So how do you develop the care notes?
Everybody who comes into the building, for every admission, the care manager writes the care notes and then after you gather a lot of information over the next two weeks we do paperwork and then make the care notes as individual as possible.
Who is responsible for communicating the care notes?
I do it. The culinary people do it. The activities department does it. But the initial care notes are always created by the nurse and then as time goes by the whole interdisciplinary team works on it; reviewing it at least every three months.
Today, we’ve gone electronic. We have touch screens so the aids who work with the residents. When they turn on the touchscreen to the person’s name, the care notes pop up. So they communicate verbally and through written material changes and things to do for people.
What do the words “person-centered care” mean to you?
Person Centered Care in Dementia Care is actually known as “The best friends approach”. i.e. If your resident is alert and oriented, you might say, “Hi Mrs. Jones, I’m here to give you a shower… Is that ok with you? Do you like your showers in the morning or at night? That’s when you can get information from people who can communicate and speak. But if your client cannot do that because their dementia is progressing, you might sit down and talk with them a little bit.
This is what we recommend: “Hi I’m _______, I’ll be your nurse tonight… I’d like to help you wash-up before I get you comfortable to go to bed. What would be a good time? 7 or 8 O’clock?” This depends upon the person’s ability. So that’s what we call the best friends approach. We talk to them more than the average person who can think and speak in a gentle way so that they will want to accept the care that we are offering. To get their permission.
If a patient starts yelling, our staff is instructed to stop immediately. Trying to keep the anger and frustration low. That’s the hard part. People cannot think, they cannot speak, and that is a huge communication problem. To work with their permission at their level of comfort. Make it fun; enjoy the day, that’s what we teach. That’s our message.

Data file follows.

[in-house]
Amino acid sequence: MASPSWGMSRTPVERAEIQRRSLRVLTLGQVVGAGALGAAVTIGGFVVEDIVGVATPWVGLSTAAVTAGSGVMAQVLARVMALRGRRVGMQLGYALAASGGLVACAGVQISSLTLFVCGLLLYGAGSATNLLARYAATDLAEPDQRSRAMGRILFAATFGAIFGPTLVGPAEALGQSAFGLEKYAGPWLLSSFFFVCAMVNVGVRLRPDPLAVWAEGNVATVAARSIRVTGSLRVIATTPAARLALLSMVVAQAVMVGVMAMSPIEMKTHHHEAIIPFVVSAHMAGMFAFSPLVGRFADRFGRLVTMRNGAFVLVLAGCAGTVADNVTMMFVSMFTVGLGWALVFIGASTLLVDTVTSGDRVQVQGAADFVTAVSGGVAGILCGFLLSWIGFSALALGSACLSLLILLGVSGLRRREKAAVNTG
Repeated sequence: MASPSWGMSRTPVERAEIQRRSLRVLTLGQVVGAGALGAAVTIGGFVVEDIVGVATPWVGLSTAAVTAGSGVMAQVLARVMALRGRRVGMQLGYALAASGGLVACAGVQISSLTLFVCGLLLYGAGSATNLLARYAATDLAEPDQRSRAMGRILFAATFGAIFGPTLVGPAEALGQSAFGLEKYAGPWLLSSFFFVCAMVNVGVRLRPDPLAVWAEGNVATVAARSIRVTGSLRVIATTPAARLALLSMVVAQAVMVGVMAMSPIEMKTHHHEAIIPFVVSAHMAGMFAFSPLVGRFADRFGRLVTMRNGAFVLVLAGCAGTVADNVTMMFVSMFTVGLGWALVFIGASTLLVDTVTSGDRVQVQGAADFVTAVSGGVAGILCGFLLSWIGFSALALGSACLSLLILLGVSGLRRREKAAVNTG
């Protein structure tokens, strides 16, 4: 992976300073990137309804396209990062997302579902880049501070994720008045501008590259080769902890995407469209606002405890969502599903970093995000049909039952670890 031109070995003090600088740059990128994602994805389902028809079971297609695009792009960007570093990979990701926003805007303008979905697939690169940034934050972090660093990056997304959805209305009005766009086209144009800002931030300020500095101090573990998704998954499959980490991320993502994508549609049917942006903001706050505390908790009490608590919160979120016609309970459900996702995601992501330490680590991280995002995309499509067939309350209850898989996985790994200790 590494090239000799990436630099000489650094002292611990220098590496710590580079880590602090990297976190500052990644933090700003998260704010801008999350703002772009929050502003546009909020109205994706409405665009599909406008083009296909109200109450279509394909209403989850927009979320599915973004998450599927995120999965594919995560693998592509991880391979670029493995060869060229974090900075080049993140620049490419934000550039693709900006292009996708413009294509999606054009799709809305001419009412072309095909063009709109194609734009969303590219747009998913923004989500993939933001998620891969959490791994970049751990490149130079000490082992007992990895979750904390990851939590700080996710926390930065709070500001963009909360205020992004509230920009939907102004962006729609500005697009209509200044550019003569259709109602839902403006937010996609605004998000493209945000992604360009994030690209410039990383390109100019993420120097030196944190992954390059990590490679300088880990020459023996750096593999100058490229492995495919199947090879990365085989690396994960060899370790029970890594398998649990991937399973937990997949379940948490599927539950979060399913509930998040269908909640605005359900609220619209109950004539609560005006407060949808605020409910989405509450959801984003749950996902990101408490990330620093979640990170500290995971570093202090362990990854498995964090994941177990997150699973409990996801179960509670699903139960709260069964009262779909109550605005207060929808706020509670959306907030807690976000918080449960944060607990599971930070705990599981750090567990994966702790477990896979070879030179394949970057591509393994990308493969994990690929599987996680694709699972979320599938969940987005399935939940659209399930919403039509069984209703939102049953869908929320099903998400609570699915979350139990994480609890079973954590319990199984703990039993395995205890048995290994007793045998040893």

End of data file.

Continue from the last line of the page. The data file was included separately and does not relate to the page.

How do you ensure that the care plan is followed on a daily basis?
I can’t really ensure it. If something happens like somebody falls, I have to review it to make sure everybody knows. We are honest recorders, so when there is a problem, or if I see it, I call it to their attention whether it’s right or wrong. I also talk to staff about what things happened. Basically we have nurses, medics, all kinds of people walking around here, we are not in some individual’s home. There are a lot of people working to make sure the care notes are being followed. We offer families a copy of the care notes if they want it. The plan of care is unique to each person. In the old days, we used to use little index cards to write down details about a person. But so many of us are here for so long together, and the care is so consistent, that we just tell one another about changes.
Like the other day I found out someone liked tea with milk in it. So I added that to their care notes. Again, I’m not sure that everyone is checking the touch screen to review these details, but I advise them to do it. Especially then if something happens.
Can you tell me about some of the fun activities that go on there?
Well, we have so many people at various levels of functional and intellectual ability. If a person is just in their room, they will have one-on-one visitors and TV. Most people at in the assisted living home go out. They have outdoor activities for everybody there. In the memory care community they have extra activities three times a day. So we make sure that everybody is enjoying their day with music and movement, garden club, an accordion player who comes. We have a structured program.